When Stevens resolves to put the past behind him, and learn a new skill, is he really starting over, grabbing a second chance at life, or has he just found a new garb under which he will repeat his old mistakes? Read the book and see what you think.
What I Liked About The Story
The book takes a look at the life and mind of Stevens the butler through a series of small incidents and flashbacks, that are flawlessly intertwined. With every page you get to know Stevens a little better, and you learn to read between the lines. As he talks about various situations and people, you slowly learn to decipher his self deception, and a part of me wanted to be fooled by it too.
The way Stevens goes about self deception is so realistic. It made me think of a time I said something mean to somebody, and initially I firmly believed my behavior was exactly what the other person deserved. But as I calmed down, over time my certainty was slowly melting away. Doubts were creeping in. Eventually I realized I was the one who was wrong.
But this process takes many iterations of dwelling on the same incident. And that is what Ishiguro does with Stevens. Steven's visits the same questions over and over again, but each time he opens up a few new details that he has been hiding from and that paints an ever so slightly different picture from the earlier one.
Little by little Steven's unlocks each painful memory in a torturous process, to finally see for himself the full picture for the first time. This is so much like the process any of us go through when making a slow progression of being sure we are right, to realizing we are wrong.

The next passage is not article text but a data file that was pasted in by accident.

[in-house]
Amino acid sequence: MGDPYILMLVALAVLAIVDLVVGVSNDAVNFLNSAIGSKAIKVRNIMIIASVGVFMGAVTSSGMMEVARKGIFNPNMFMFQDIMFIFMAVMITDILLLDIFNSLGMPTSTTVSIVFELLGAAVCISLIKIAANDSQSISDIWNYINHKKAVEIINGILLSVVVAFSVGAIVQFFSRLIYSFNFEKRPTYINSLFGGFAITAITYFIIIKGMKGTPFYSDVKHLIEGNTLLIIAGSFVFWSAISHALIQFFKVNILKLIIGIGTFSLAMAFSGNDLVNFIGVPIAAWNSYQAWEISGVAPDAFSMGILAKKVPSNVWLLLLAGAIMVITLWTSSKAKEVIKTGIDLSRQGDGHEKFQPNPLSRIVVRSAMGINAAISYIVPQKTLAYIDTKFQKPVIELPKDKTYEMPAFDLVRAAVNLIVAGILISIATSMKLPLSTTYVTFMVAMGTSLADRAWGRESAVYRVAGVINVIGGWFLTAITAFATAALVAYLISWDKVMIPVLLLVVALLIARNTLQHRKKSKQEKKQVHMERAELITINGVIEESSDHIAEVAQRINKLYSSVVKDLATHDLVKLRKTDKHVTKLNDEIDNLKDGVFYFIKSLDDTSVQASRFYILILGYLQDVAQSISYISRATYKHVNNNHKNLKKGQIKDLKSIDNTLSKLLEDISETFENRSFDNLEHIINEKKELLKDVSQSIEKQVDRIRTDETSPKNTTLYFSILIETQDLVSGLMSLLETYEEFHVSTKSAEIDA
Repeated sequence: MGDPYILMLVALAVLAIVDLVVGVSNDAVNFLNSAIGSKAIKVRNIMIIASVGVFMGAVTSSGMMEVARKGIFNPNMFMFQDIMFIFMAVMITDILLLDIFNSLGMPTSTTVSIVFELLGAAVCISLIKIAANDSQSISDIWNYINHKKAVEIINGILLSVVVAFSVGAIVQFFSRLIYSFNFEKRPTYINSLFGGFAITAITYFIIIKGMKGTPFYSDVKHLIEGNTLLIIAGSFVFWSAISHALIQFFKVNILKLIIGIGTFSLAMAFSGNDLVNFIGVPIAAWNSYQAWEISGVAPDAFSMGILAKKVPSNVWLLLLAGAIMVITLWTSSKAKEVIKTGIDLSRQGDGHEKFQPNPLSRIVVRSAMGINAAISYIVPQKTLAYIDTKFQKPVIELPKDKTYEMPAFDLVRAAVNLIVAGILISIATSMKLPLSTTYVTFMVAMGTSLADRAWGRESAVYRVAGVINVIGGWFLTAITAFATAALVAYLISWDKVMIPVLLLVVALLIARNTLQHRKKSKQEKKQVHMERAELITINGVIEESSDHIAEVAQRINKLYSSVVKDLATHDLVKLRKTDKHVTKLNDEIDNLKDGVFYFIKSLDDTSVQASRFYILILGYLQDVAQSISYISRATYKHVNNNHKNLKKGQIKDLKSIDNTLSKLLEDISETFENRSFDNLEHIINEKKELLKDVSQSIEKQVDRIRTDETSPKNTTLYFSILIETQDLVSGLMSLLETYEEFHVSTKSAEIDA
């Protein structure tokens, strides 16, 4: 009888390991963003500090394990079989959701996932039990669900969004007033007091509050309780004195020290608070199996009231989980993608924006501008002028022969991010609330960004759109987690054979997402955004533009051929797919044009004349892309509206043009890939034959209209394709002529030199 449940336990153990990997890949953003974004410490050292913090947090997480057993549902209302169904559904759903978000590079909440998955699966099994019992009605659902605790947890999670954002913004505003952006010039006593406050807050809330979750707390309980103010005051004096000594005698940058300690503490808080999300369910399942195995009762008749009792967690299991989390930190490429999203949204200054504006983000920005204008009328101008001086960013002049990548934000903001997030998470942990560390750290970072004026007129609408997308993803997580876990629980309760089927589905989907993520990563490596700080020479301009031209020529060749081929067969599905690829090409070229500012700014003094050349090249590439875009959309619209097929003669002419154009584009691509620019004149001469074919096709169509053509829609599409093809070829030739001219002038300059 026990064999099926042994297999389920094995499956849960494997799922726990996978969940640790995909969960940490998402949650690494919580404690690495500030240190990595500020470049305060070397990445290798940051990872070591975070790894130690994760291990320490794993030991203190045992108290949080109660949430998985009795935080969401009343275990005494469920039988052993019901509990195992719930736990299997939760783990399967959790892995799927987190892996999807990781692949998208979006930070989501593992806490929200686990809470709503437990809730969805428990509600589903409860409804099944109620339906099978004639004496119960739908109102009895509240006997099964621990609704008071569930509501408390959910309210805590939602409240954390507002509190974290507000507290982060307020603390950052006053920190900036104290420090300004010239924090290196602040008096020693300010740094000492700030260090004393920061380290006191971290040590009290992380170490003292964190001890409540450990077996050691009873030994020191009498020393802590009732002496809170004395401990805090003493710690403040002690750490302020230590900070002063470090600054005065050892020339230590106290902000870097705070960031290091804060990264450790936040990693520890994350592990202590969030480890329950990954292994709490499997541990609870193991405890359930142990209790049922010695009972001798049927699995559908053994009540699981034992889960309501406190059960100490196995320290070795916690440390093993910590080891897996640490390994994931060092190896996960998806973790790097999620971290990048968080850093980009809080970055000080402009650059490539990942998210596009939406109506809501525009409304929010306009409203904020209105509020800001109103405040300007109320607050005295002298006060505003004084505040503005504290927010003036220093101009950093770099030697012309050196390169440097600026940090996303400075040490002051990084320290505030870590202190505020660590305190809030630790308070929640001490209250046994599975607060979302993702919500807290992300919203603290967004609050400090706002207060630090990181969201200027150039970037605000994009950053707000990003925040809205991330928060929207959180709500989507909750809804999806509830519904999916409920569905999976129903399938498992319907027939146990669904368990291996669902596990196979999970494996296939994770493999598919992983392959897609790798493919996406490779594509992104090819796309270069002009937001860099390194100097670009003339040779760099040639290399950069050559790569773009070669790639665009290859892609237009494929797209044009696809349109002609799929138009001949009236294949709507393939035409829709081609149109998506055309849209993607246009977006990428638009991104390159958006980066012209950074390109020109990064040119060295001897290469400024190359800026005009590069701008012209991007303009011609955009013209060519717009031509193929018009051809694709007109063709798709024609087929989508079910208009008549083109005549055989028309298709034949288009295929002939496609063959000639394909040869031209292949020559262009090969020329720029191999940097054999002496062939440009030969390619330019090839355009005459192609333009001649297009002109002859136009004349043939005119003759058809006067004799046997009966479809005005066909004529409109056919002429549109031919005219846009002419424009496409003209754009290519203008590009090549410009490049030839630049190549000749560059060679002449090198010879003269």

Although the process is torturous for Stevens, the writing is brilliant and engaging. The book barely sees any action, but it never gets boring. In fact, I would go so far as to say, it is a fascinating and tantalizing page turner, revealing information as the layers of deception slowly peel away.
Unlike Stevens, I wasn't devastated at the end. Lord Darlington turning out to be a disappointment, did not, in my opinion, diminish the diligence and thought Stevens put in to his work, and the efficiency and near perfection, with which he executed it.
I wanted to tell Stevens that he did a good job, and the fact that he served a man he eventually lost respect for, did not take away from the quality of his work. He enjoyed his work and did it well, and that in it self should have been rewarding. I wanted to tell him, that I did not think his life was a waste, but that he was just looking at it the wrong way.
What Struck Me
Dignity and banter, are they so very different, if they are both masks to hide true feelings?
We see what we want to see and live in a unique reality. What happens when our reality starts falling apart? Do we build a new reality? Is it more resilient than the previous one? Or do we just make a lateral move?
The mask became the man and then the illusions started fading.
Thanks PlusMinus’N’More, for everything I learned from you about reviewing books.